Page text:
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New methods of controlling cholera needed to curb outbreaks

Three cholera epidemics have affected 24 countries in West and Central Africa since the beginning of 2011, with nearly 85,000 infections and 2,466 deaths, IRIN reports.

Currently, an outbreak from the Lake Chad Basin is affecting the countries of Chad, Cameroon, Nigeria and Niger, while a simultaneous outbreak in the West Congo Basin has infected the Democratic Republic of the Congo, the Central African Republic and Burundi.

"If something is not working, you have to question if the response is appropriate," David Delienne, water and sanitation adviser at UNICEF's West Africa post, told the publication. "To stamp out cholera you need good surveillance systems to identify the epicenters of the disease - these do exist but it in some places surveillance is not systematic enough."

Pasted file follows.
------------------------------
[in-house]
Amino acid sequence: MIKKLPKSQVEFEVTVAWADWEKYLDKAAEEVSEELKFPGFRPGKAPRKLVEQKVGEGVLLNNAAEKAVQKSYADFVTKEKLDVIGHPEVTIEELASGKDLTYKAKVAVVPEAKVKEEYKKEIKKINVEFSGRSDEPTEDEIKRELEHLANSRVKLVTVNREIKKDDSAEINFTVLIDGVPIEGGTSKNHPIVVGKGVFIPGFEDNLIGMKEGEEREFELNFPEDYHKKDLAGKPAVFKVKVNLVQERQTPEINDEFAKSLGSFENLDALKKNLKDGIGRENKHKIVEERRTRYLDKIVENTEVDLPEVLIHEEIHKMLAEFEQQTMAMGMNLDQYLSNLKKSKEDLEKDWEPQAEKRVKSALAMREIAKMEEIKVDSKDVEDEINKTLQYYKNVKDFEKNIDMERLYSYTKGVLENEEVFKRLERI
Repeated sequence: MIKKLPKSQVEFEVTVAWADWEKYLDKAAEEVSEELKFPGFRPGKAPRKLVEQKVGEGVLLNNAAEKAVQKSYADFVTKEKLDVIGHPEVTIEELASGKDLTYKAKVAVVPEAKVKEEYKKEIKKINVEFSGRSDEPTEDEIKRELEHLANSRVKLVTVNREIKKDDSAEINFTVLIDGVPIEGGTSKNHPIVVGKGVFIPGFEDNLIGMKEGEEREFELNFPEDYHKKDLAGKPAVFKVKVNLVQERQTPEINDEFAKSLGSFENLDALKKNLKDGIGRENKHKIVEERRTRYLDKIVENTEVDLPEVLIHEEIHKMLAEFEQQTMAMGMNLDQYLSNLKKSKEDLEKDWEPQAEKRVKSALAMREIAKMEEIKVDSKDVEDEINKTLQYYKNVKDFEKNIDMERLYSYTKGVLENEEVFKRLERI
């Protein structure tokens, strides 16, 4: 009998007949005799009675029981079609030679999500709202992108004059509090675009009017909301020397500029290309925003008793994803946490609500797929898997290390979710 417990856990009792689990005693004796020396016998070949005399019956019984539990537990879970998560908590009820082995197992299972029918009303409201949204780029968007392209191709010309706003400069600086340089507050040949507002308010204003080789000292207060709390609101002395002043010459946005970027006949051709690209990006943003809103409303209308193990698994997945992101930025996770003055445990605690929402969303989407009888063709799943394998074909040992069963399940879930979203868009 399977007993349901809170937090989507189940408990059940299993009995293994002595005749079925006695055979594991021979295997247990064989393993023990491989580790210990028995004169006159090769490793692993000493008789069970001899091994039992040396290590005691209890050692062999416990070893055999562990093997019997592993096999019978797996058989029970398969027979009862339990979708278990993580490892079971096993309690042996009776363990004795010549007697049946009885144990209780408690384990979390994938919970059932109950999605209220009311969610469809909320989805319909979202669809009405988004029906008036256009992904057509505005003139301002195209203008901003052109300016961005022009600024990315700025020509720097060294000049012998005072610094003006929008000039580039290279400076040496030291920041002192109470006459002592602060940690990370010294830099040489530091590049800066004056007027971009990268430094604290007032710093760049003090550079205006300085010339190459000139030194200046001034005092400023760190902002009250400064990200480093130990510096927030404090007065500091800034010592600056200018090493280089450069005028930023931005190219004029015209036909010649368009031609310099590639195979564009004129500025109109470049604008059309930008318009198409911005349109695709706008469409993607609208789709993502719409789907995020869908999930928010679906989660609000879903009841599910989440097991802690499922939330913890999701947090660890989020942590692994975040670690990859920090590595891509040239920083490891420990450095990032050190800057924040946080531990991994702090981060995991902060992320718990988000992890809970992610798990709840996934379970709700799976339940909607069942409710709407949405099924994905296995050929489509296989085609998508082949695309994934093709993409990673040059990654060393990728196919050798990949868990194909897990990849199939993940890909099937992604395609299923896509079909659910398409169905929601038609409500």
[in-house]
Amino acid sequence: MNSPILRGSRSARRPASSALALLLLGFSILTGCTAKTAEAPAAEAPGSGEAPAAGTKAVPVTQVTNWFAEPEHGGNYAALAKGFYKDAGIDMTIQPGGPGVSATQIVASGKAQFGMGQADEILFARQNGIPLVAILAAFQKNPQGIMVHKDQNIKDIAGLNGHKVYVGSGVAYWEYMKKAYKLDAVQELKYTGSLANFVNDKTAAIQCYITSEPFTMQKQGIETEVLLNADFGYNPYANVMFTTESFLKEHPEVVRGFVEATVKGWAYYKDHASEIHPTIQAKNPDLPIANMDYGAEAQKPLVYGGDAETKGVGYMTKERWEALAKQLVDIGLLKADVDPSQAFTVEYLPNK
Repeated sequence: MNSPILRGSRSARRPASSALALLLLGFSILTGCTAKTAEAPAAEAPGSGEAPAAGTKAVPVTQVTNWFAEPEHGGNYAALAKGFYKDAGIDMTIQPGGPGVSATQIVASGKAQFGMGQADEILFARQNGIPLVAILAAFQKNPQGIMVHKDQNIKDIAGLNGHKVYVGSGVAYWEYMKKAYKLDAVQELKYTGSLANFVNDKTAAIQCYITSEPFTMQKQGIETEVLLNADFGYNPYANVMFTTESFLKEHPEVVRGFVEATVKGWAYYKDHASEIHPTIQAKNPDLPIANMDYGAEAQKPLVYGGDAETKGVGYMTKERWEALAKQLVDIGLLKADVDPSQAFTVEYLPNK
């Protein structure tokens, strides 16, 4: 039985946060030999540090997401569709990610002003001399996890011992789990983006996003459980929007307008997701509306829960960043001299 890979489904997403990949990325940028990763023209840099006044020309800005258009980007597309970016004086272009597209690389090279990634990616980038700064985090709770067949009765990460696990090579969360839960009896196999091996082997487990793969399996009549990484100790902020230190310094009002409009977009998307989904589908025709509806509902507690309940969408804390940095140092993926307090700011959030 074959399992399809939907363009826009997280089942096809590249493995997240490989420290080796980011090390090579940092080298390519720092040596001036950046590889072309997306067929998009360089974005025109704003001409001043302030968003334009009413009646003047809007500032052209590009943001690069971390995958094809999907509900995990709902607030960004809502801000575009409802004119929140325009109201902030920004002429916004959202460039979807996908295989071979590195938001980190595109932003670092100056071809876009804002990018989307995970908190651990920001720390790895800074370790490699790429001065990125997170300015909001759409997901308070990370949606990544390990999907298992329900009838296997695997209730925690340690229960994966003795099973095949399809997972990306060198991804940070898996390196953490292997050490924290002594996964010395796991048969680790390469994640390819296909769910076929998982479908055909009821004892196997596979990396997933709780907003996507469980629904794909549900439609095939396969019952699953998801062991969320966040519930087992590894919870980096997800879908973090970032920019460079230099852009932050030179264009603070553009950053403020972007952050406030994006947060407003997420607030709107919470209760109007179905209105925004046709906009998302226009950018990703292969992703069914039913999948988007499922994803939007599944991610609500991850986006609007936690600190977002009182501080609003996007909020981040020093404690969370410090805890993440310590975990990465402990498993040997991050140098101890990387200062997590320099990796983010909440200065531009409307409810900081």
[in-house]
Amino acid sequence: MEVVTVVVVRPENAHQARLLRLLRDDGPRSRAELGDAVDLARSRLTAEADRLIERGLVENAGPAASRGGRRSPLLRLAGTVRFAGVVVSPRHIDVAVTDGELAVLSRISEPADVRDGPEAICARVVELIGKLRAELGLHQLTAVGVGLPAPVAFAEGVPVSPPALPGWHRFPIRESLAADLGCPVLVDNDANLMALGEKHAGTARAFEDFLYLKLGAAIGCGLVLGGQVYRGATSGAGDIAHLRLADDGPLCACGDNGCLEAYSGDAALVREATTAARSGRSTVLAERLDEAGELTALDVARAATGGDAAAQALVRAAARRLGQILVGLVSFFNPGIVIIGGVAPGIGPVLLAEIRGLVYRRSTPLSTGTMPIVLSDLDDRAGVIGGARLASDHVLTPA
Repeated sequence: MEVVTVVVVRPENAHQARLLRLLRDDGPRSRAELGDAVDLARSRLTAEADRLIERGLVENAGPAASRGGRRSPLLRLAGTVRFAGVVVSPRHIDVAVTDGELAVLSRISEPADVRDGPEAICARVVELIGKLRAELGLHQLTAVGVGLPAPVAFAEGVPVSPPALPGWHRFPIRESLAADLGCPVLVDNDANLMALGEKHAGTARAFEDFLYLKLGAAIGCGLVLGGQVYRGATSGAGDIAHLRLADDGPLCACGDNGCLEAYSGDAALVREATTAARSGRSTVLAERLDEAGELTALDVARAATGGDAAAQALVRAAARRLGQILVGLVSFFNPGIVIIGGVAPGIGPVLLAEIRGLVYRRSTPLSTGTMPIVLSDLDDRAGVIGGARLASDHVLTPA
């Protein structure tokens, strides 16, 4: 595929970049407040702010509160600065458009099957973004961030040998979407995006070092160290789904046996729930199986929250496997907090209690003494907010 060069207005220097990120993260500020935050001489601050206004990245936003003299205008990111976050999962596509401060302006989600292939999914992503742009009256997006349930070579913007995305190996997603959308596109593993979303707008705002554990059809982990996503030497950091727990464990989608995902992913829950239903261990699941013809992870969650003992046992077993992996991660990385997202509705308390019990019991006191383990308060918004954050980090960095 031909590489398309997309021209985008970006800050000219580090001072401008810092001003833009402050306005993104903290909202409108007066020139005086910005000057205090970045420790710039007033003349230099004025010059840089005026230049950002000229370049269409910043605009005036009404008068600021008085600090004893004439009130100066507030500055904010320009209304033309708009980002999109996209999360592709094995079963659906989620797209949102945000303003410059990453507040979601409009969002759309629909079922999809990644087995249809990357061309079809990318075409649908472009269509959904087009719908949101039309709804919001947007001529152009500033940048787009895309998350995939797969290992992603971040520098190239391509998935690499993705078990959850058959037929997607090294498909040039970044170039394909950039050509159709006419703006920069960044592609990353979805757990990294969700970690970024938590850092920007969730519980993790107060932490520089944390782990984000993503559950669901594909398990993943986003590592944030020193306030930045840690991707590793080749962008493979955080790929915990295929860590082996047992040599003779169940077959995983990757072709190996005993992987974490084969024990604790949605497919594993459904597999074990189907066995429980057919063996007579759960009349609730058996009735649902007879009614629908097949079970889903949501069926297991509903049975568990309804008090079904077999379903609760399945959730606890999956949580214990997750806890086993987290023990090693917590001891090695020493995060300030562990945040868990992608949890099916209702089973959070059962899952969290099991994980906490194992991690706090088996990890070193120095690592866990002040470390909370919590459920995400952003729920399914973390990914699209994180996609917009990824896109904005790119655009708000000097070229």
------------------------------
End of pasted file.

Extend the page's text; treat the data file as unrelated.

Those in remote areas, where surveillance is lacking, tend to have the highest death tolls. In rural Cameroon, fatality rates are upward of 22 percent among infected people.

According to the news outlet, the disease is both easy to spread and easy to treat. Generic antibiotics rid a person of an infection, but many carriers don't know they are infected until it's too late.

To combat this problem, government officials from each nation are working with humanitarian groups to set up systematic information sharing at each border to identify cholera hotspots. Providing better sanitation policies in rural areas may also reduce future outbreaks.
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